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Video: The Blood Clotting System
The blood clotting system
There are a variety of clotting factors in the blood. These are proteins produced by the liver, which are an important part of the blood fluid (blood plasma). Most blood coagulation factors are involved in the occurrence of blood coagulation - ie in the formation of the blood clot - e.g. in the case of injuries.
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How does blood clotting work?
In addition to the coagulation factors involved in the formation of blood clots, there are also those with the opposite effect. These are anticoagulant substances. These substances include antithrombin III, protein C and protein S. All of these substances are, among other things, responsible for controlling blood clotting. Because uncontrolled activation of blood clotting would be life-threatening. Due to the large number of different blood clotting factors, there are also a number of possibilities in which blood clotting disorders can start.
Blood coagulation fulfills a vital protective function of the body. In order for hemostasis to work correctly, e.g. after an injury, an interplay of various factors is important in the body - namely:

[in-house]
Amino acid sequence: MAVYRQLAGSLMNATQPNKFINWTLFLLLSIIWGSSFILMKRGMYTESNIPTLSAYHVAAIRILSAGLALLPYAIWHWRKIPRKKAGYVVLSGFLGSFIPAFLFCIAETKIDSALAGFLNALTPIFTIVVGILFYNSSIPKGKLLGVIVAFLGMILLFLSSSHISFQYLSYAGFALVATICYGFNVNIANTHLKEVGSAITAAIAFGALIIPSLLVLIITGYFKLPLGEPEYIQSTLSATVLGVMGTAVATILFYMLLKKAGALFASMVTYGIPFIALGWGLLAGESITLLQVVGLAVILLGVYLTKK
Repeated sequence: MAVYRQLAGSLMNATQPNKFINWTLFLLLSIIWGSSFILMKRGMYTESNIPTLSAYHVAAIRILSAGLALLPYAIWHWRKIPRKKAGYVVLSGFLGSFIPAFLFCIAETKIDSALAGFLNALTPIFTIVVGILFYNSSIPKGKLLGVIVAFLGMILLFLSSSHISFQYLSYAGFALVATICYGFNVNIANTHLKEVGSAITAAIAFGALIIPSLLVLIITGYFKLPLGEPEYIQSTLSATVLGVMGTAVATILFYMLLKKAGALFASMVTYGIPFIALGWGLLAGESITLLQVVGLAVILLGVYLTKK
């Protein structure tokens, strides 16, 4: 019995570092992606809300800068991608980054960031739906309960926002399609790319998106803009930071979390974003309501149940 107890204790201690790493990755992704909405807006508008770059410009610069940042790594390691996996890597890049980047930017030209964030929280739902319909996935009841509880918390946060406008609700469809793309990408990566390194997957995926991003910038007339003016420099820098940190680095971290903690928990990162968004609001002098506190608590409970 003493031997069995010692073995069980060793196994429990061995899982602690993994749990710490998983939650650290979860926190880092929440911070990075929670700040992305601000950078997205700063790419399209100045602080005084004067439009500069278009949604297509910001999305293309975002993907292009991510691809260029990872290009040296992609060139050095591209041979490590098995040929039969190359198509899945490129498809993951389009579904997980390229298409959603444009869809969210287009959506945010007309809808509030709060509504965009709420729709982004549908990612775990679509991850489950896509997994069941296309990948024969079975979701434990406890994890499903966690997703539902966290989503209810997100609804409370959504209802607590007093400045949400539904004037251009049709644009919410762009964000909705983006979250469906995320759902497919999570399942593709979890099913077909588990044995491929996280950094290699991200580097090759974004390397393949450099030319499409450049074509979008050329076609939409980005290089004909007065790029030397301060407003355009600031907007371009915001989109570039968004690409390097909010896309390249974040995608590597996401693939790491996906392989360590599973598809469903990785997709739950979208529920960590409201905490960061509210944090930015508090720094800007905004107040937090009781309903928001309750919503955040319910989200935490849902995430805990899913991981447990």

- Platelets (thrombocytes - they are made in the bone marrow)
- Blood coagulation factors (proteins produced in the liver which are an important part of the blood fluid - the blood plasma) - and the
- Blood vessel wall (this is such that, under normal circumstances, there is no activation of blood clotting).
Blood clotting tests
There are a number of tests used in laboratory medicine to check blood clotting. There are numerous tests to determine whether the blood clots normally, too quickly or too slowly.
In the following situations, the blood coagulation must be checked to determine whether the blood is clotting too slowly (risk of bleeding):
- before operations,
- if you have liver disease (as blood clotting factors are formed in the liver),
- if a congenital or acquired tendency to bleed is suspected (haemophilia; those affected are popularly referred to as hemophiliacs) and
- to control an anticoagulant treatment - the so-called "oral anticoagulation treatment" with drugs from the group of vitamin K antagonists (such as Marcoumar® or Sintrom®).
However, there are also diseases in which the blood coagulates too quickly and "vascular blockages" (thrombi) form. Such disorders are summarized under the term “tendency to thrombosis”. This is much more common than a tendency to bleed. The greatest danger of thrombi is that they can get to the heart via the blood vessel system and ultimately to the lungs or brain. Such a detached part of a thrombus is called an “embolus” - the disease is called an embolism. This can be life-threatening due to the blockage of important lungs and brain vessels. For more information on the tendency to thrombosis - including preventive measures - see Thrombosis tendency: diagnosis and therapy.
Note Comprehensive information on individual blood coagulation values can be found under laboratory values table.